1 October 2009

On Host Clubs, Racism and Robotics

This is a pretty snazzy little documentary by Japanese-American Adam Yamaguchi for the show "Vanguard".

Usually when I see Westerners talk about Japan about TV, especially when they talk about major cultural differences like femmy men pouring drinks for yuppie spinsters, or the emergence of robots in the workplace, they present it as being extremely weird-yet-common place (in a "that's so Japanese" sort of way), so it's refreshing to see something that's well analyzed and with a knowledgeable host.

I still don't quite get the robot thing though. Maybe Kyushu is too inaka (ie. the boonies), but I've never seen a robot in Japan. Not once, ever. But, unlike other news magazine documentaries I've seen about the robotics-versus-immigration debate (or, "non-humans versus sub-humans"), this documentary actually talks about cultural differences behind this phenomenon.

I was thinking too, about how people act in stores. I was just at the grocery store and was watching the kid in front of me at the till. The cashier was using ultra formal Japanese with him but not making eye contact. The kid took his change, didn't look at her or respond, and just walked away. This is not really unusual in Japan, and from a fuh-fuh-fuh-foreigner's point of view, at first it was kind of nice, but the ultra-formal Japanese sounded so scripted anyway after a while that now it doesn't even feel like they're talking *to* me. My point is, replace that cashier with a robot and no one would notice.

And I really feel sorry for the Koreans, Chinese and Brazilians in the documentary. I mean, there are enough angry rants in here as it is so I'll save it, but I feel for you, dawgs.

Edit: I want to become a host because, as some of you know, it's been my life-long dream to get drunk every night and talk about virility for some old grand-mama who might be-- nay-- is decked out like a Christmas... tree


Adam said...

I enjoyed that and I too wish there would be more documentaries that are this knowledgeable.

You made a great point about the cashiers. I'd say most people I see don't talk to the cashiers, and just leave when they hand them the money. If I say "thank you" or whatever they rarely respond back or even look puzzled as to what to say because no one ever does it, and conversation becomes awkward.

I liked the peek inside of the host club and I wish they would have touched upon that more in depth. I've always wondered where exactly all those hot women are going. God knows that 2% of my classes will end up working in those places. My JTE and I spent the first half of the period today making fun of kid who does nothing but look in the mirror every day and fix his hair. We were teaching the grammar point "looks like" and we quoted his way of thinking as "Oh! I look cool today" while looking in the mirror.

Furious said...

Did you see that link to Neo-Japonisime that Kozo posted before about profiles for hostesses? Mostly poor inaka girls sending money home / seeing it as a way out? I wonder if it's similar for hosts.

Come on Adam, screw rock 'n roll. Let's move to Roppongi.

aniahime said...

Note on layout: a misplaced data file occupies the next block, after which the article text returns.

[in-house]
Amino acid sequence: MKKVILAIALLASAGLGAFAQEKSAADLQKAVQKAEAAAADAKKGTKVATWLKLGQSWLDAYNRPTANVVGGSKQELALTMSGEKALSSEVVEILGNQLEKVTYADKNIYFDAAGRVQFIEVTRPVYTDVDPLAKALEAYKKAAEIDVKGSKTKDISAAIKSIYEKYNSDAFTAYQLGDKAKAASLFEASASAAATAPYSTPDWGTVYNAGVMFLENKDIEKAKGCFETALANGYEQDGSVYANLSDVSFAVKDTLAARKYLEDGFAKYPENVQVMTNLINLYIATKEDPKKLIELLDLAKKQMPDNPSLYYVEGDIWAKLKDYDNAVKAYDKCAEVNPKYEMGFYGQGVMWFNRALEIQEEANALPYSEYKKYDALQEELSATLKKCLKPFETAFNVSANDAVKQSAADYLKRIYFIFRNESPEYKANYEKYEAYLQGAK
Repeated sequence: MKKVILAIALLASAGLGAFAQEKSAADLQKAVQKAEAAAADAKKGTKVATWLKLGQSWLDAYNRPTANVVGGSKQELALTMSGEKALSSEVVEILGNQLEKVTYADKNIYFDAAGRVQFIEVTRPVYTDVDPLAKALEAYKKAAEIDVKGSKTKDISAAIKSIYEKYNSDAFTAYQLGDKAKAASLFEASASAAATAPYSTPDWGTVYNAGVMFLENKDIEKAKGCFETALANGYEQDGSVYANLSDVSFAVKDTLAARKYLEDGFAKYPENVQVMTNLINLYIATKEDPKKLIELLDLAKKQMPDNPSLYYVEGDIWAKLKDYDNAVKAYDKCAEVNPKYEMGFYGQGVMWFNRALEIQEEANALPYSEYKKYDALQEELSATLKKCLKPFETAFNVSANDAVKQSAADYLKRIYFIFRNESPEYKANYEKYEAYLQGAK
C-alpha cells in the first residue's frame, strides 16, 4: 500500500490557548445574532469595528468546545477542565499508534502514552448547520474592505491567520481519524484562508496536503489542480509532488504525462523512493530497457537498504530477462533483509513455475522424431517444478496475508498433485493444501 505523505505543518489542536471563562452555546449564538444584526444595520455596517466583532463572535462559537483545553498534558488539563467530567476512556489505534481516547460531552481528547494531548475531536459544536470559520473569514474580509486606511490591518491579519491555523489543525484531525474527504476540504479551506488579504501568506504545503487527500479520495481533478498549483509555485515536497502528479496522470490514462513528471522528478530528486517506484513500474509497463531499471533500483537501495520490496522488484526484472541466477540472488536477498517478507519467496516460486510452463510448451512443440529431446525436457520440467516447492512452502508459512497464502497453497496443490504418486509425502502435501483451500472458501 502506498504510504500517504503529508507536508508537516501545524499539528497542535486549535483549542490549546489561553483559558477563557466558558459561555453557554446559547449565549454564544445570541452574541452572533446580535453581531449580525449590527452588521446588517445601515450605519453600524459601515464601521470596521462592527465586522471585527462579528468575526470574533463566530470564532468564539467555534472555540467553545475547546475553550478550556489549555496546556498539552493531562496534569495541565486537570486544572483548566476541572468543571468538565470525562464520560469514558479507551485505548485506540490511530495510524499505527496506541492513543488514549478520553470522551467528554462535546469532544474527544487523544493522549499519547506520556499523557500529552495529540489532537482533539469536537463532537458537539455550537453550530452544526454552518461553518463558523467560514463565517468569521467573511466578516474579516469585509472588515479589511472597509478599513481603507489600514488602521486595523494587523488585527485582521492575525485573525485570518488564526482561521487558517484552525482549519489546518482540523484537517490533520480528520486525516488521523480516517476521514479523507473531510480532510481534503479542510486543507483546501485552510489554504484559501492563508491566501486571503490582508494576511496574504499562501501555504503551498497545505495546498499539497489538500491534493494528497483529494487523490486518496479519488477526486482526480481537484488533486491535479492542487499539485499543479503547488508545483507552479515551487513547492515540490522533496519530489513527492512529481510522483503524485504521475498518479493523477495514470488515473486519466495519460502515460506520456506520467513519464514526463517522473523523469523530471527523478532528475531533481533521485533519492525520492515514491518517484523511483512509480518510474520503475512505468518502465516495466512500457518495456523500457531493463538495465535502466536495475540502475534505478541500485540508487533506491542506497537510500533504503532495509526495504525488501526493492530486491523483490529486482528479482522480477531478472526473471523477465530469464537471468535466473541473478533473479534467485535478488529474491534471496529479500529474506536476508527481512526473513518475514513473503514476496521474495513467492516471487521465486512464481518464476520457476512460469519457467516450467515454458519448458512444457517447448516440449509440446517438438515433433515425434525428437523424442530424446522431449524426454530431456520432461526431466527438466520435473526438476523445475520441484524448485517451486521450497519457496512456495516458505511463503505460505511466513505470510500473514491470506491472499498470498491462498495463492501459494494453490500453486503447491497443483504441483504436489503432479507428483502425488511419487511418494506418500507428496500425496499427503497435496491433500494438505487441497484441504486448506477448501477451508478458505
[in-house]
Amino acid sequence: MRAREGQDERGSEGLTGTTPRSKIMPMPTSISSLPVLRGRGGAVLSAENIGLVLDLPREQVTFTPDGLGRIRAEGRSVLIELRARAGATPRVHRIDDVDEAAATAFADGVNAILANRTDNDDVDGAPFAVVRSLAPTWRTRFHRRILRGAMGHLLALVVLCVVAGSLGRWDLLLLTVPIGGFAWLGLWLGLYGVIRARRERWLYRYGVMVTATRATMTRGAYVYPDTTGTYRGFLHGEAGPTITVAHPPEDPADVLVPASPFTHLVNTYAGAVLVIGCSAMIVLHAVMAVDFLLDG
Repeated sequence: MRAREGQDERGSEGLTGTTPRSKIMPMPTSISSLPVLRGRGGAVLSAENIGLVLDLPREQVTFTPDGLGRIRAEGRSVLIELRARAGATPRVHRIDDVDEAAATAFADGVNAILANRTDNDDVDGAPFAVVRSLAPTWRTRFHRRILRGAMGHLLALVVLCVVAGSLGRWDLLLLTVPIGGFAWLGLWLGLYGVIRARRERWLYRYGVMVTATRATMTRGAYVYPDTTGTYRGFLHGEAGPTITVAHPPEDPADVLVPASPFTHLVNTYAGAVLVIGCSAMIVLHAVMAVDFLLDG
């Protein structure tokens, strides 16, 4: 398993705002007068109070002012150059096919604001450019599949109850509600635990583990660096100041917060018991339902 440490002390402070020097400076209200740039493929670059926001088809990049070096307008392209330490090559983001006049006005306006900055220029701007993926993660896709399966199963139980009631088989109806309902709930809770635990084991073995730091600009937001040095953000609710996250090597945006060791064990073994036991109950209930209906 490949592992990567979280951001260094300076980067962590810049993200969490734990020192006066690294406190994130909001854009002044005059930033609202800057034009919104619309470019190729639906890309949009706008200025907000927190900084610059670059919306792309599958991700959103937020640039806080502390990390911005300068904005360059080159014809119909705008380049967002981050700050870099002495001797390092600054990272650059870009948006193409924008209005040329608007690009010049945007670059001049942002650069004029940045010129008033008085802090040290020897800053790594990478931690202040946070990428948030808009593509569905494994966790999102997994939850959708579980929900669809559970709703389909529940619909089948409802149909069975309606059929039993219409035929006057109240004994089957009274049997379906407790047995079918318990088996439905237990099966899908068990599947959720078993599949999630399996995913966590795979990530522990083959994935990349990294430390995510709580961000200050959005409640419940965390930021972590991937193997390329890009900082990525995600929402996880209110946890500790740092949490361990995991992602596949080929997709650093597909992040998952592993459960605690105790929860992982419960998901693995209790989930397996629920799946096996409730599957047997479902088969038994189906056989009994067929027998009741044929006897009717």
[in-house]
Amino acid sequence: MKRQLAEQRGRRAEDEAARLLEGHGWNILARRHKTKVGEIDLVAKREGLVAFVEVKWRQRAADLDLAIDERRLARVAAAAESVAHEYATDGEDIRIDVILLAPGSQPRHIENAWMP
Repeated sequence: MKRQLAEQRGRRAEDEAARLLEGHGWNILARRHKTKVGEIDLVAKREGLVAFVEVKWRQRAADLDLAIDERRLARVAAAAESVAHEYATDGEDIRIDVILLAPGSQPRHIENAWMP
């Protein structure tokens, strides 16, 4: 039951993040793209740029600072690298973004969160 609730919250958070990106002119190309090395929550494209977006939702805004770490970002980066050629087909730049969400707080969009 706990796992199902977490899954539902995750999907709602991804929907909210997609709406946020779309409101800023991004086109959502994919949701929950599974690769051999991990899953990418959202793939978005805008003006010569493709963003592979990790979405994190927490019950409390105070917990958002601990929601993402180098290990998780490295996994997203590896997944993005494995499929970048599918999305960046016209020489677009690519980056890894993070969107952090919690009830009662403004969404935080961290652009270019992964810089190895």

This was really interesting - thanks for posting it Mike. I really enjoyed it. Especially since I've begun working with the elderly, it was really interesting to see the robot helper who aided the man get into his wheelchair. Something like that could be incredible for people with losses of autonomy.

Also, I want the seal. Very, very badly.

Kozo said...

If you read the comment section of the aforementioned article Marxy answers that very question.

The comment reproduced below.

>shouldn’t host clubs be analyzed at the same time as hostess clubs?

It’s pretty clear that host clubs exist as a product of hostess clubs. In other words, host clubs boom when the sex industry booms, because their primary customer is women in the industry — not “rich old matrons.” This should be obvious, but I doubt brown skin Gyaru-o are exactly rich matron’s most desirable men.

Also: http://neojaponisme.com/2008/11/27/1980s-sex-business-explosion/

Host clubs boomed in the ’80s when the sex industry exploded. They go hand in hand.

I think you can say the labor pool is similar — inaka lower class yankii — but the audience for host clubs is totally different. Host clubs are not getting a huge influx of cash from corporations using it as a way to entertain clients. They are mostly a way to drain money out of the pockets of mizu shobai workers and act as a way to keep mizu shobai workers from losing their minds. Hosts are their therapists, and hosts are even instructed to make sure their clients never quit the biz. Hosts also recruit non-industry girls into the industry when they start not being able to pay their debts. In other words, the host club is not a product of a wider social need, but an auxiliary organization of the mizu shobai world — almost like a “company store.”

Dr. Furious said...

@ Anna - My pleasure. Even if the whole Japan = robots thing is hyperbole, I'm sure it won't be too too long before this kind of technology is put to use.

@ Kozo - Someone seems to know an awful lot about host clubs. Is this the "translation job" you were talking about? What's your club name? ;)

I was going to write something about the insidiousness of the water trade/sex industry here and abroad, but that's more depressing to think about than xenophobia.

Kozo said...

My translation jobs are completely above board. My "interpreting gigs" on the other hand...